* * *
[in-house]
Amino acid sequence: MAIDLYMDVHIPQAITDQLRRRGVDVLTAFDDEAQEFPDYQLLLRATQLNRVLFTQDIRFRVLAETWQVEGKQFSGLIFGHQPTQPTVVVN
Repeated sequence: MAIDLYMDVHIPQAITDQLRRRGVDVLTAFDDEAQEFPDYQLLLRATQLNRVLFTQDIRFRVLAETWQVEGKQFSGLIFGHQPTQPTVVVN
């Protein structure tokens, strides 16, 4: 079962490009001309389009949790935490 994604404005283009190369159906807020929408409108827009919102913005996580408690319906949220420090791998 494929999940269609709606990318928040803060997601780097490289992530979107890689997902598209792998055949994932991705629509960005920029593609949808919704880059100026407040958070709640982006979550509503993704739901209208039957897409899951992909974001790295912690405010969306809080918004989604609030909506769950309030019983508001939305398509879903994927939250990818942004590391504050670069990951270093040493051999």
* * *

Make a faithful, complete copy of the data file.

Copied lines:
[in-house]
Amino acid sequence: MAIDLYMDVHIPQAITDQLRRRGVDVLTAFDDEAQEFPDYQLLLRATQLNRVLFTQDIRFRVLAETWQVEGKQFSGLIFGHQPTQPTVVVN
Repeated sequence: MAIDLYMDVHIPQAITDQLRRRGVDVLTAFDDEAQEFPDYQLLLRATQLNRVLFTQDIRFRVLAETWQVEGKQFSGLIFGHQPTQPTVVVN
């Protein structure tokens, strides 16, 4: 079962490009001309389009949790935490 994604404005283009190369159906807020929408409108827009919102913005996580408690319906949220420090791998 494929999940269609709606990318928040803060997601780097490289992530979107890689997902598209792998055949994932991705629509960005920029593609949808919704880059100026407040958070709640982006979550509503993704739901209208039957897409899951992909974001790295912690405010969306809080918004989604609030909506769950309030019983508001939305398509879903994927939250990818942004590391504050670069990951270093040493051999």